At some point late on a wild night in Lusail, Lionel Messi was asked what had happened out there. “A bit of everything,” he said. There had been four goals, eight penalties, 17 yellow cards and one red. In the end, there was only one winner, even if they had to win it twice. Maybe even three times. Or, to put it another way: as the Argentina goalkeeper, Emiliano Martínez, departed the pitch, he did it with a defiant look in a Dutch direction, shouting his expletive-rich message in English to make sure it wasn’t lost.
It was that kind of night and at that point it wasn’t over. “We suffered more than we should have done,” Messi said. “At 2-0, we had it under control, we shouldn’t have had to go to extra time, let alone penalties.”
The Netherlands, though, had gone to Plan B, launching long, Luuk de Jong and Wout Weghorst sent on, got one back and then scored a superb free-kick to equalise on 101 minutes. And so now here they were on the spot, as if it wasn’t tense enough already.
This was what the Dutch wanted, the advantage apparently theirs, but Martínez had saved from Virgil van Dijk and Steven Berghuis. Enzo Fernández shot wide at 3-2, opening up the chance of another absurd shift when Luuk de Jong made it 3-3. Lautaro Martínez had the last shot, the opportunity to send them through, the whole thing distilled. “Ugly,” Lionel Scaloni called it. Fifa has since opened a disciplinary case against both teams.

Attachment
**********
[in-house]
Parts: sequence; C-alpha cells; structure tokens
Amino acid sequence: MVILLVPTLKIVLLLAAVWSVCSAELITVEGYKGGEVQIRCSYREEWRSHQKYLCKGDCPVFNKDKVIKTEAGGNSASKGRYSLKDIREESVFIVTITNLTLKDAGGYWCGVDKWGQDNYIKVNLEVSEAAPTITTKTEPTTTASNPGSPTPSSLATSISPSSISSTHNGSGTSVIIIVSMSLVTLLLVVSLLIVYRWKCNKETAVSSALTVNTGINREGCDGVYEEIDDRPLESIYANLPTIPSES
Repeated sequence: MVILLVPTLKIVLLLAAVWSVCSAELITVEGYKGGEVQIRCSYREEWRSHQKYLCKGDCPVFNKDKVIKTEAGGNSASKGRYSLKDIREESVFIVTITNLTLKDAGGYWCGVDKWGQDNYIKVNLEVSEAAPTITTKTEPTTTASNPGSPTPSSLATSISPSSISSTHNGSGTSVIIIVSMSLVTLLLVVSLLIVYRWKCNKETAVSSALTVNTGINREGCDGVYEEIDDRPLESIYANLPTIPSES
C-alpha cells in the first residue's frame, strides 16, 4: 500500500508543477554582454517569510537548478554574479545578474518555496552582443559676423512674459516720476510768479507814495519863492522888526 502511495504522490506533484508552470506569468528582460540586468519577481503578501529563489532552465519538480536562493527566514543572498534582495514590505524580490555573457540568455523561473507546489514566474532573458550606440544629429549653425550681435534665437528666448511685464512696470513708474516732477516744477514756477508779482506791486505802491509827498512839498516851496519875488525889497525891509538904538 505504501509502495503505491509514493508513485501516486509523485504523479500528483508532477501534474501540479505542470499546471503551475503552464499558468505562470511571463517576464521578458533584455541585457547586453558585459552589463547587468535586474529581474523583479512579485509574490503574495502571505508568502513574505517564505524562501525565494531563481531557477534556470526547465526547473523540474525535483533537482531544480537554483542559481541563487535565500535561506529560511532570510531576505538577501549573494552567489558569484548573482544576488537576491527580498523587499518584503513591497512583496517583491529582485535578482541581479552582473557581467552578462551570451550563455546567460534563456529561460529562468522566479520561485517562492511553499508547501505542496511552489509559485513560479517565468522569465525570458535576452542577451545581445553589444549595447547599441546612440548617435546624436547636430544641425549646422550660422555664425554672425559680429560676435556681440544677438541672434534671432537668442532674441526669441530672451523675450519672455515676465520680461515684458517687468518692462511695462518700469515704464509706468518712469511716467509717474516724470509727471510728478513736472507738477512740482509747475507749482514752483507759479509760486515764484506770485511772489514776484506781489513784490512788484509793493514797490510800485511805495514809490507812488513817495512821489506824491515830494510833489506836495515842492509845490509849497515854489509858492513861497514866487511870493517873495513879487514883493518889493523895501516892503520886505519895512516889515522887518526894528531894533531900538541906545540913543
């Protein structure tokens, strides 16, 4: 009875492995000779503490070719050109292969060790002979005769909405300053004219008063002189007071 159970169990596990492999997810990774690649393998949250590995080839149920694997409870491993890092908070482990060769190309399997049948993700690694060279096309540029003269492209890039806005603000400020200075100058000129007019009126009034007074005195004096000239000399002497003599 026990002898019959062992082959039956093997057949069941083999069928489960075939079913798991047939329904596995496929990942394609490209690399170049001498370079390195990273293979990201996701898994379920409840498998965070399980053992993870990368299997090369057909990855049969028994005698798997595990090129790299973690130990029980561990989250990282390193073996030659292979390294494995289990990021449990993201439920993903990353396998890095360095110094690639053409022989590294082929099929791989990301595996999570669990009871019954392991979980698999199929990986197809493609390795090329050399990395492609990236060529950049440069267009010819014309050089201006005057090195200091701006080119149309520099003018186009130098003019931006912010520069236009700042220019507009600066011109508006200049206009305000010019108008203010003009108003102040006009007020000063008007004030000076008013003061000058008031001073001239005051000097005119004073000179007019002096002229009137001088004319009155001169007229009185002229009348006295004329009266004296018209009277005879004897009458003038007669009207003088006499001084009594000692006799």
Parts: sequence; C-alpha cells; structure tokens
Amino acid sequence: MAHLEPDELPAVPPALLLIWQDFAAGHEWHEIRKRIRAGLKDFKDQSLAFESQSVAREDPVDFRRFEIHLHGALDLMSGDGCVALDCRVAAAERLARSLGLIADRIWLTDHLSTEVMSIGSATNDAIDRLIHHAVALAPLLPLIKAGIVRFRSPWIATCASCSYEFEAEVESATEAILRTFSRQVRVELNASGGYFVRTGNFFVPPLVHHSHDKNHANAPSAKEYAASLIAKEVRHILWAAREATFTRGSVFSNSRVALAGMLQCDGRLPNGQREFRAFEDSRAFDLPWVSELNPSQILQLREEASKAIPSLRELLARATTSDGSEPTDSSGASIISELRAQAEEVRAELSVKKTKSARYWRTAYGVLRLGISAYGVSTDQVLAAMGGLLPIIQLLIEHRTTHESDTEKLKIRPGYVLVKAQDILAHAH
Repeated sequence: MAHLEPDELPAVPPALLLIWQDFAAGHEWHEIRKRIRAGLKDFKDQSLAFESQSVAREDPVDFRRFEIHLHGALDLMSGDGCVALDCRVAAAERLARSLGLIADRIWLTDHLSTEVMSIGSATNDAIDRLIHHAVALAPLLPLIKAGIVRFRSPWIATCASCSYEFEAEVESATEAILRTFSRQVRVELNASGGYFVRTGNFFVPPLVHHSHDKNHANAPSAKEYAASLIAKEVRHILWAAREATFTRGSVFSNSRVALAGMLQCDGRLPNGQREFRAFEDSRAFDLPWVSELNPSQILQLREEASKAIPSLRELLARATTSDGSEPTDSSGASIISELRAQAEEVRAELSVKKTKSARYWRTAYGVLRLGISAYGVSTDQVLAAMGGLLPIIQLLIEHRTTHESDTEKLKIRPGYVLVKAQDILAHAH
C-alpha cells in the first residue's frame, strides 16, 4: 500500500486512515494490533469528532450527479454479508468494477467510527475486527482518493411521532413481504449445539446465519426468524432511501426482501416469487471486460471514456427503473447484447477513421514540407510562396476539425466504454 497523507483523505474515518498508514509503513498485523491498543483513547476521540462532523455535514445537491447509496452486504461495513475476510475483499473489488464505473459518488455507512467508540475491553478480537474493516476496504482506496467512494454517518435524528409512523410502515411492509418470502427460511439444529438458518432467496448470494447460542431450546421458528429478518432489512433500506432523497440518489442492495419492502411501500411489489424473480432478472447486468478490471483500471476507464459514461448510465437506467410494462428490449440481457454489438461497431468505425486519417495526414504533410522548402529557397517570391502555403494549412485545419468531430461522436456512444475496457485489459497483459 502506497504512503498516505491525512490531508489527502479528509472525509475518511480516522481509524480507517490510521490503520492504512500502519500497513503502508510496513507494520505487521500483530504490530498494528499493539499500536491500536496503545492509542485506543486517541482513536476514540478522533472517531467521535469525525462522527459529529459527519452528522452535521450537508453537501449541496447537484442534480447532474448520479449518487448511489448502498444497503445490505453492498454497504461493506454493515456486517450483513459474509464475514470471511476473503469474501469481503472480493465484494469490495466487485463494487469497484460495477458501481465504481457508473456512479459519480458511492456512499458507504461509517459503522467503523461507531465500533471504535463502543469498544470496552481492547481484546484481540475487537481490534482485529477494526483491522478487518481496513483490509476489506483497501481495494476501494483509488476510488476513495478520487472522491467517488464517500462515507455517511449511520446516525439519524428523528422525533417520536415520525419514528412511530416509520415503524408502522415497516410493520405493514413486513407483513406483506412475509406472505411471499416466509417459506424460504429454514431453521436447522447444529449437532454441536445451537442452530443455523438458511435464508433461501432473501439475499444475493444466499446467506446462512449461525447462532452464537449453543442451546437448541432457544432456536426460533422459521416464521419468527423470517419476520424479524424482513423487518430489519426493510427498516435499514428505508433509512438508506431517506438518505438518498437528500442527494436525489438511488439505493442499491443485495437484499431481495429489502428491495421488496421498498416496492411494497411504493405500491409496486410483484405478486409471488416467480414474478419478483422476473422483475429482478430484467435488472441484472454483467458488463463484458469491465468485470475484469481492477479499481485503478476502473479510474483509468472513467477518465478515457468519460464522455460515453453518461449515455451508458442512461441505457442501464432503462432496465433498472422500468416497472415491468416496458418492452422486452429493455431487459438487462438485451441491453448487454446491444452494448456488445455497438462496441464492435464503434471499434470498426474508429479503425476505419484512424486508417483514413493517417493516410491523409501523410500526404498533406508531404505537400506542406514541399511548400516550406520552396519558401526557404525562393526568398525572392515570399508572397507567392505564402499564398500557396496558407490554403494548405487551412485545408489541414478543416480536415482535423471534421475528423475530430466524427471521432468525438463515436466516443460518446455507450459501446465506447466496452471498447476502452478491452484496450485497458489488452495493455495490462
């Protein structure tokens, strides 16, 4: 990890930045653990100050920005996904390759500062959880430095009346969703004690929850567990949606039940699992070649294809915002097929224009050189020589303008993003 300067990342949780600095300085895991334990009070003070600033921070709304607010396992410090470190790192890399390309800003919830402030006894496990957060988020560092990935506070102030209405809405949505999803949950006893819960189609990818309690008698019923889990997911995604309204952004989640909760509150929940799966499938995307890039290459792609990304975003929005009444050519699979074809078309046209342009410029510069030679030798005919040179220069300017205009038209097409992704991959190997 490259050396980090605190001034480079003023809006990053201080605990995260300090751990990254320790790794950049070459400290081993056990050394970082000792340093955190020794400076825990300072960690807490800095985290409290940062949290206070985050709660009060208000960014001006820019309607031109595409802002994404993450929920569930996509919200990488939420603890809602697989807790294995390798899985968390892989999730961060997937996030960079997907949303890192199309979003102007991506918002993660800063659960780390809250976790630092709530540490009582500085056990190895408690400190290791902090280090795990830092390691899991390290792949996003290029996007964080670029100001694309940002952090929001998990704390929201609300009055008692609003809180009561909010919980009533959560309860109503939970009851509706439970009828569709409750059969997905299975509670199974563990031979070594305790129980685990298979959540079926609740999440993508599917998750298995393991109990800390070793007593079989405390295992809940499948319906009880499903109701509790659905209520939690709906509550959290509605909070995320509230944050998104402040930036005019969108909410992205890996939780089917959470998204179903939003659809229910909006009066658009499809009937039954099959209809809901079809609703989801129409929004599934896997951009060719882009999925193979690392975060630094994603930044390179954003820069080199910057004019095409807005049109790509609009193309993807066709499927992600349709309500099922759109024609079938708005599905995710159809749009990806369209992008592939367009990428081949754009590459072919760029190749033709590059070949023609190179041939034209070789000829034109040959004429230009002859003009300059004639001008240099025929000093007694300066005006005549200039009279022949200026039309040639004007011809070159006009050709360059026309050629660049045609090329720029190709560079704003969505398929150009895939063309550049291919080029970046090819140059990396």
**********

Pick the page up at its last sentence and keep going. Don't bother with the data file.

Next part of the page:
It’s a long, lonely walk from the halfway line to the penalty spot, or at least it’s supposed to be, but when Lautaro Martínez’s time came he had company. Asked where his thoughts had turned as he prepared to take the penalty that could carry Argentina into the World Cup semi-final, the striker, on as a sub, said: “Calmness and confidence”. Yeah, good luck with that. As he set off, four Dutch players followed him, led by Denzel Dumfries, and they were still surrounding him almost halfway there.